With a ride-away price of $8790 you might expect the Classic 350 Chrome to feel and look a bit budget, but it doesn’t. The Chrome is the top dog in the Classic 350’s three-tiered model range and I reckon the quality of finish is amazing for the coin. It feels very solid and well-constructed, even at 100km/h, fully loaded, in blustery rain conditions on dreadful roads. That’s saying something.
And another big thumbs up to whoever decided the base settings for the non-adjustable suspension. I’ve said it before and I’ll say it again, there are so many bikes on the market today with pieces of garbage for rear shocks. The Classic 350 does not fall into this category, even though for that price you’d nearly forgive it if it did. The suspension at both ends is firm but supple enough to make for a magic-carpet style ride. I followed some of the same roads that I took on my trip down to Victoria on a Touring model from Harley-Davidson’s range, and the Enfield handled the poor roads far better than the American beast did. It is not the best handler in the world, it doesn’t say it is, but it’s pretty bloody good and if I owned one, I wouldn’t feel the need to splash any cash on the suspension.
My only bugbear with the Classic so far is the front brake. It has the feel, feedback and power of Scomo at a post-election loss press conference. It is below par, even for this style of bike – perhaps pads and a bleed would help. It should be noted that I gave the below average front a brake a spray when I was at the Aussie launch. I rode a bunch of different Classic 350s and they all had lacklustre front anchors.
As I write this, I’m only halfway up the coast between Melbourne and Sydney, but there’s a real sense of doing something different and old school. Everyone I talked to about my adventure wished me luck with a relieved giggle that it wasn’t them about to embark on same journey, but I’m enjoying slowing down and taking in my surroundings rather than ripping through the countryside at less-than-legal speeds.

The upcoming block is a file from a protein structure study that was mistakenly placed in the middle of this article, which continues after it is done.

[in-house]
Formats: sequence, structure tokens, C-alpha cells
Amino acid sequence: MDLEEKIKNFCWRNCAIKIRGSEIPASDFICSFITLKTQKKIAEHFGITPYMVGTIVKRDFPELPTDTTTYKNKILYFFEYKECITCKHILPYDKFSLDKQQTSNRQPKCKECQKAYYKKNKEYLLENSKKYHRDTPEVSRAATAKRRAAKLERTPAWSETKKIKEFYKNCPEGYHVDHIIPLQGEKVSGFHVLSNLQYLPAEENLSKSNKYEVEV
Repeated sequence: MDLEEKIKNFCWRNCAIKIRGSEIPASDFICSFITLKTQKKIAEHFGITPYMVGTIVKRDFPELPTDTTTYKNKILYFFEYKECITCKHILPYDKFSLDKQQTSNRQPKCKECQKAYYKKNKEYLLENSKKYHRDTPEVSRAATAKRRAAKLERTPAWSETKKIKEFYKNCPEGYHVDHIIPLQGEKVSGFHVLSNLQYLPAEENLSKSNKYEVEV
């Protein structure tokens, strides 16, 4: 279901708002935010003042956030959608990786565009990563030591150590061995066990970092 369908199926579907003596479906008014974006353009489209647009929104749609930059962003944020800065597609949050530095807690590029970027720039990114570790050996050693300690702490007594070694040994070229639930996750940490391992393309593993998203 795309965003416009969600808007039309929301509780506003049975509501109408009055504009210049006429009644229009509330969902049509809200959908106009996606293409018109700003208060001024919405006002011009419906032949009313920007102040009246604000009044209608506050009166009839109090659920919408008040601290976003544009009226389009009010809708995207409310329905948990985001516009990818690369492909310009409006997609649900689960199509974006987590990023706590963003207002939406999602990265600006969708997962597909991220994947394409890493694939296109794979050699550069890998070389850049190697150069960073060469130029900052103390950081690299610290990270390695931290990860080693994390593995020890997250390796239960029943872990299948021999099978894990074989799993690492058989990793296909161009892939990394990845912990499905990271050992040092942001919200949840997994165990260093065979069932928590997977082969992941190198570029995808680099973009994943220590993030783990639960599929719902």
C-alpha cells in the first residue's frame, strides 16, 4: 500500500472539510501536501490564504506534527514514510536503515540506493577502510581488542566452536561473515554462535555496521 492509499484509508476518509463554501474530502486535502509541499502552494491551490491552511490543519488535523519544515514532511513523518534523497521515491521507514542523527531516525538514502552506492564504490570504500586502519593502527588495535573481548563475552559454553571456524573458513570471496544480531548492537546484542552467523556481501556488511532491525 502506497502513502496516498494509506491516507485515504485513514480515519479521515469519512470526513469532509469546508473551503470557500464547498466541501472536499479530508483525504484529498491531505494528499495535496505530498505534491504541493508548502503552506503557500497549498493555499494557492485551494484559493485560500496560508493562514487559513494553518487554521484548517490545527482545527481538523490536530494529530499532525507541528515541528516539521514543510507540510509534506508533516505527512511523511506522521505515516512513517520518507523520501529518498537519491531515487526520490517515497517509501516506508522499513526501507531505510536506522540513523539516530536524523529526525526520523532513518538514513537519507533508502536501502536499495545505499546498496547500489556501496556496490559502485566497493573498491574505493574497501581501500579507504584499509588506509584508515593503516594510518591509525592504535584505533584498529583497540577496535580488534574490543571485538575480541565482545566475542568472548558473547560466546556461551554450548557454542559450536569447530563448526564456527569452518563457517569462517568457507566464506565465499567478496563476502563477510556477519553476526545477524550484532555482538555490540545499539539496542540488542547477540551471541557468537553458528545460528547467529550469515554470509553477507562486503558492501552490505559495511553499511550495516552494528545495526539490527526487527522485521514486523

Riding the Enfield reminds me of the stories old farts would tell us when we were young, like having to walk 50 kays to school and back each day in the snow in a handmade uniform and hessian hand-me-down undies. Doing it a little tough can be quite rewarding – who knew?
I had a lot of luggage when I rocked up at Kel’s to pickup the Classic 350. I had the various bits and pieces one needs to travel for seven days, plus GoPros, batteries and chargers and the laptop I’m writing this on. All that was crammed into a set of well-used Oxford throwover saddlebags and my trusty Kriega US-40 bag.
The small rack fitted to the Royal Enfield Classic is barley big enough to lash a six-pack to so once the saddle bags were slung over, I strapped the US-40 to the pillion seat. The saddle bags use Velcro straps to attach to the bike and the US-40 has a bunch of loops, straps and attachment points that make fitment pretty easy on most bikes I’ve used it on. In a very big plus though, the Classic has all manner of attachment points available and it’s very easy and quick to attach luggage to thanks to the standard fitment centrestand. Not that I’d recommend overloading the little beast, you could easily add even more paraphernalia than what I managed.
- Rider touring seat, brown $160
- Pillion touring seat, brown $160
- Rear rack $150
- Touring windshield $200
- Total $670
That’s $700-odd bucks very well spent.
Royal Enfield Classic 350 Chrome
RRP: $8790 ride away
Distance covered: 1079km